The Labor Law, recognizing the realities of construction and demolition work, does not require a worker to demand an adequate safety device by challenging his or her supervisor's instructions and withstanding hostile behavior. To place that burden on employees would effectively eviscerate the protections that the legislature put in place. Indeed, workers would be placed in a nearly impossible position if they were required to demand adequate safety devices from their employers or the owners of buildings on which they work ( see Lombardi v. Stout, 80 N.Y.2d 290, 296, 590 N.Y.S.2d 55, 604 N.E.2d 117 [1992] [explaining that Labor Law § 240 “is intended to place the ultimate responsibility for building practices on the owner and general contractor in order to protect the workers who are required to be there but who are scarcely in a position to protect themselves from accidents”]; see also Haimes, 46 N.Y.2d at 136, 412 N.Y.S.2d 863, 385 N.E.2d 601, quoting N.Y. Legis. Ann., 1969, p. 407). When faced with an employer's instruction to use an inadequate device, many workers would be understandably reticent to object for fear of jeopardizing their employment and their livelihoods. Labor Law § 240(1) speaks for those workers and, through the statute, the legislature has made clear that the provision of adequate safety devices at worksites is imperative and that worker safety depends on absolute liability for contractors and owners who fail to furnish such devices ( see Lombardi, 80 N.Y.2d at 296, 590 N.Y.S.2d 55, 604 N.E.2d 117).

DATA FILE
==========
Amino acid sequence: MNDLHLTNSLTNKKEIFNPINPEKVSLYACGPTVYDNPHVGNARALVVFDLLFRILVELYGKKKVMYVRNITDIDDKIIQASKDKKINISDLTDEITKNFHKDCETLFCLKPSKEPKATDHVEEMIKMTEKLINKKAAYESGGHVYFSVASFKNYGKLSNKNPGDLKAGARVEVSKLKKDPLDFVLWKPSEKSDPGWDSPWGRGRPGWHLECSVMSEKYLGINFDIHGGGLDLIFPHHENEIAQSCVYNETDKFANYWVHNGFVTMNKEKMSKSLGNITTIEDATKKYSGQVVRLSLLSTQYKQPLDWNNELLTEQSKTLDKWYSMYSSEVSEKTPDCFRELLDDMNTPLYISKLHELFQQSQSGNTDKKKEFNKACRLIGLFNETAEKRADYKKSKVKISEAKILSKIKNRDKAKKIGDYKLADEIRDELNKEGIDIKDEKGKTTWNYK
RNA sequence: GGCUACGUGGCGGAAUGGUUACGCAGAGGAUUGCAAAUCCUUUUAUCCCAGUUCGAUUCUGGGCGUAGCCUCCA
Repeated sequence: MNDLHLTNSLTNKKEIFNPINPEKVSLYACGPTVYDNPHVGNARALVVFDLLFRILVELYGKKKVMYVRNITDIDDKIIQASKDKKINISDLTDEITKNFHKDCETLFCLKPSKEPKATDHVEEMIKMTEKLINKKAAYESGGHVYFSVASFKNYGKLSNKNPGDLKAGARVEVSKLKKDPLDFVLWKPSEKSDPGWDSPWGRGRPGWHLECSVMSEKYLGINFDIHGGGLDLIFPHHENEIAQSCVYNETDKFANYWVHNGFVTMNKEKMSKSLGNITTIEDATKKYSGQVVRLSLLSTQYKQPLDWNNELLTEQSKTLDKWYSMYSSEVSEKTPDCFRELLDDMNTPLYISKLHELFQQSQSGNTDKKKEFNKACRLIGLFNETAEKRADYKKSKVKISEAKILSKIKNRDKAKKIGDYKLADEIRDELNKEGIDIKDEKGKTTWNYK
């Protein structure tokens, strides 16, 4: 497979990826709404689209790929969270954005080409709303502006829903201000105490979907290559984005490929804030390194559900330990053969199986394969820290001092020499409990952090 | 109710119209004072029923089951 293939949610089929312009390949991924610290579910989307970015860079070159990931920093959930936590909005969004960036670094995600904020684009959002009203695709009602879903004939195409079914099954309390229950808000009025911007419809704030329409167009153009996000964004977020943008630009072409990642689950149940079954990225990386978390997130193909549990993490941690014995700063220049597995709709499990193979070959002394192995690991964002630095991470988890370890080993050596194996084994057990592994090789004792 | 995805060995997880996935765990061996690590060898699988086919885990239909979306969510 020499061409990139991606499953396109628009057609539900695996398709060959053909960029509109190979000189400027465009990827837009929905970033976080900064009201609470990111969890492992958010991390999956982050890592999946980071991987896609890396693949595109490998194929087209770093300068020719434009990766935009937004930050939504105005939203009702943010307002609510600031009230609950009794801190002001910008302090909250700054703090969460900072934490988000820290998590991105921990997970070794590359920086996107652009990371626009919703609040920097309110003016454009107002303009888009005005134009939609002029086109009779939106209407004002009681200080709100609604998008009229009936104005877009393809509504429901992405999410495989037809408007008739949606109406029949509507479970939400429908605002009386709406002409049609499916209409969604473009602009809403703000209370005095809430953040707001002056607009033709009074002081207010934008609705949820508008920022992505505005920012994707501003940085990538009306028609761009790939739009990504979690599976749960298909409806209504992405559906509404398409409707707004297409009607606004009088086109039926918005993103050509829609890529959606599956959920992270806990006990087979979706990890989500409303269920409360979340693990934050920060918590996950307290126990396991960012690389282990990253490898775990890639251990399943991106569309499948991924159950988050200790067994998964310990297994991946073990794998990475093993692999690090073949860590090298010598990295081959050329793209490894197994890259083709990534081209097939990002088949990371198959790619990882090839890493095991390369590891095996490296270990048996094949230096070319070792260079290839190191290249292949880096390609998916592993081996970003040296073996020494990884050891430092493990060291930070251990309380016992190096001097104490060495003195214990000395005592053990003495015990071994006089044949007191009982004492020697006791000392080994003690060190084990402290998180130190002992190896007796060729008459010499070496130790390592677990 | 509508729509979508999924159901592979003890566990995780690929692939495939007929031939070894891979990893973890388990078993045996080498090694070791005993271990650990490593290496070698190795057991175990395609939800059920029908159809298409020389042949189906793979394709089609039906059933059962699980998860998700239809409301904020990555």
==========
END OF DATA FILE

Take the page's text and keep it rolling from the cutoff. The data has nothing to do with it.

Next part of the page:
It is of no moment that plaintiff was instructed not to use the Baker scaffold by Cole, an RP supervisor, rather than by defendant, since § 240 makes clear that “contractors and owners,” with few exceptions that are inapplicable here, are liable for failure to furnish adequate safety devices (Labor Law § 240 [emphasis added]; see also Haimes, 46 N.Y.2d at 136, 412 N.Y.S.2d 863, 385 N.E.2d 601).

We reach the merits of this case notwithstanding defendant's argument that plaintiff's motion was premature. Although the parties proceeded with plaintiff's deposition after the filing of the motion, plaintiff's testimony was consistent with his affidavit. Therefore, defendant could not raise any issue of material fact that would preclude a grant of partial summary judgment concerning liability under Labor Law § 240(1).

Finally, insofar as defendant raises comparative negligence or other issues that might provide a defense to liability on plaintiff's Labor Law § 241(6) claim ( see Long v. Forest–Fehlhaber, 55 N.Y.2d 154, 448 N.Y.S.2d 132, 433 N.E.2d 115 [1982] ), we need not reach those issues because of our finding of defendant's liability under § 240(1), which renders it absolutely liable for plaintiff's resulting injuries.

Accordingly, the order of the Supreme Court, New York County (Debra A. James, J.), entered January 25, 2013, which denied plaintiff's motion for partial summary judgment on the issue of liability on his Labor Law §§ 240(1) and 241(6) claims, should be modified, on the law, to the extent of granting plaintiff's motion on the issue of liability pursuant to Labor Law § 240(1), and otherwise affirmed, without costs. All concur.

Order, Supreme Court, New York County (Debra A. James, J.), entered January 25, 2013, modified, on the law, to the extent of granting plaintiff's motion on the issue of liability pursuant to Labor Law § 240(1), and otherwise affirmed, without costs.

Opinion by Acosta, J.P. All concur.

Order filed.


Summaries of

Derose v. Bloomingdale's Inc.

Supreme Court, Appellate Division, First Department, New York.
May 27, 2014
120 A.D.3d 41 (N.Y. App. Div. 2014)
Case details for

Derose v. Bloomingdale's Inc.

Case Details

Full title:Jordan DeROSE, Plaintiff–Appellant, v. BLOOMINGDALE'S INC.…

Court:Supreme Court, Appellate Division, First Department, New York.

Date published: May 27, 2014

Citations

120 A.D.3d 41 (N.Y. App. Div. 2014)
120 A.D.3d 41
2014 N.Y. Slip Op. 3786